Diesel and petrol cars sale will be phased out across Europe by 2035

Diesel and petrol cars sale will be phased out across Europe by 2035

Electric cars may be a boost in European markets. By the year 2035, buying new diesel and petrol cars will no longer be allowed in Europe. This shift is part of an initiative to reduce air pollution and help preserve the environment.

Brian Cooke, Director General of the Society of Motor Industry (SIMI), states that the new law will be a challenging endeavour for the automotive industry.

In spite of attempts by some fossil fuel and car firms to influence the decision, an Irish MEP has announced that it is time for Europe to move away from petrol & diesel cars by 2035. Consequently, only electric vehicles will be on the market.

In a landslide victory today, the European Parliament voted 340 to 279 in favour of the new regulations for CO2 emissions for cars and vans. MEP Grace O'Sullivan praised the move, showcasing how Europe is shifting towards a more human-centric future, instead of focusing on automobiles.

Legally binding changes have been made with the goal of phasing out combustion technology in cars and vans within 12 years. Additionally, the impact of any advancements made will be accounted for when the review is conducted in 2027. Furthermore, to ensure a better environment, these changes also include a commitment to reduce overall car emissions by 55% in 2030.

Ireland's Government is obliged to update its fleet-wide C02 targets in compliance with the new regulations. They must also submit all technical information of every freshly registered car or van on an annual basis to the European Commission.

Ms O'Sullivan of the Green Party emphasized the importance of a "Europe built for people, not for traffic" during her speech in Strasbourg. She proposed a new vision that focuses on creating beautiful towns and landscapes while remaining mindful of its inhabitants.

Ms O'Sullivan has called on the Irish Government to help rural Ireland shift to a greener future via hefty investments in road transportation. She also noted that transport accounts for 18% of the country's total emissions, hence making it a core sector of importance when it comes to striving towards sustainability.

We have the resources to tackle the issues related to transport - such as investing in public transport, making towns pedestrian-friendly, and making affordable electric vehicles available. Rural Ireland deserves special attention in this regard.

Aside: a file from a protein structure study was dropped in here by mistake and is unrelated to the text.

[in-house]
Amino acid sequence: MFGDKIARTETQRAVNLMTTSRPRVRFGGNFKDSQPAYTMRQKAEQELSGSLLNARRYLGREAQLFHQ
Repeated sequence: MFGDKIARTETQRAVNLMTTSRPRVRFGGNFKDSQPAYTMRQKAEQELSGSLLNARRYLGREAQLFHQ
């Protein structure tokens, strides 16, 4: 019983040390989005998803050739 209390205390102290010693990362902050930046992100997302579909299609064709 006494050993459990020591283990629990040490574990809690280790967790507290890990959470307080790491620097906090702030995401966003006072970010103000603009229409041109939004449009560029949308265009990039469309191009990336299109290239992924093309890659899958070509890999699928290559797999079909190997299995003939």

Fossil fuel businesses have made an unprecedented amount of money due to the current cost of living crisis, which has had a huge negative impact on working families. Ireland should strive for energy independence by reducing its reliance on foreign fuels such as oil, gas, petrol and diesel. This would be an efficient way to achieve self-sufficiency.

Ireland witnessed the registration of 105,253 new cars in the past year, with petrol leading at 30.16%, diesel at 26.77%, hybrid at 19.29%, electric at 14.90% and plug-in hybrids registering 6.76% as per the data given by the Society of Irish Motor Industry.

Brian Cooke, Director General of SIMI, said the upcoming legislation would be a difficult responsibility for the motor industry, however, he was confident as manufacturers have already begun heavily investing in electric vehicles and providing them at multiple levels of affordability. He went on to say that although the industry has a lot of control over reducing emissions, high taxes on new cars in Ireland could be a major hurdle to achieving this goal.

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The Transport Minister of Ireland, Eamon Ryan, applauded the European Parliament's unprecedented vote, emphasizing the need to capitalize on the surge in Electric Vehicle (EV) demand. He noted that the market was now "gaining momentum" and must be nurtured for greater success.

He highlighted Ireland's enthusiasm towards the quick processing of the regulation & even demanded a more ambitious approach as a European Union-wide measure being the most effective one. In 2022 alone, more than 15,500 electric vehicles were registered for the first time. This accounts for around 15% of all cars that have been newly licensed this year. The amount of EVs has been steadily rising year after year.

The Climate Action Plan 2023 appointed a goal of having 1 in 3 cars on the road being an electric vehicle by 2030, which is a target the government firmly believes can be achieved. Nevertheless, EVs don't summarize our ambitions of reducing emissions by 50% - they are merely an integral part of it.

There was a push to strengthen public transport, particularly in rural Ireland. Plans are in discussion to have safe walking and cycling facilities that will give people a choice of transport without using the car.

Image by (Joenomias) Menno de Jong from Pixabay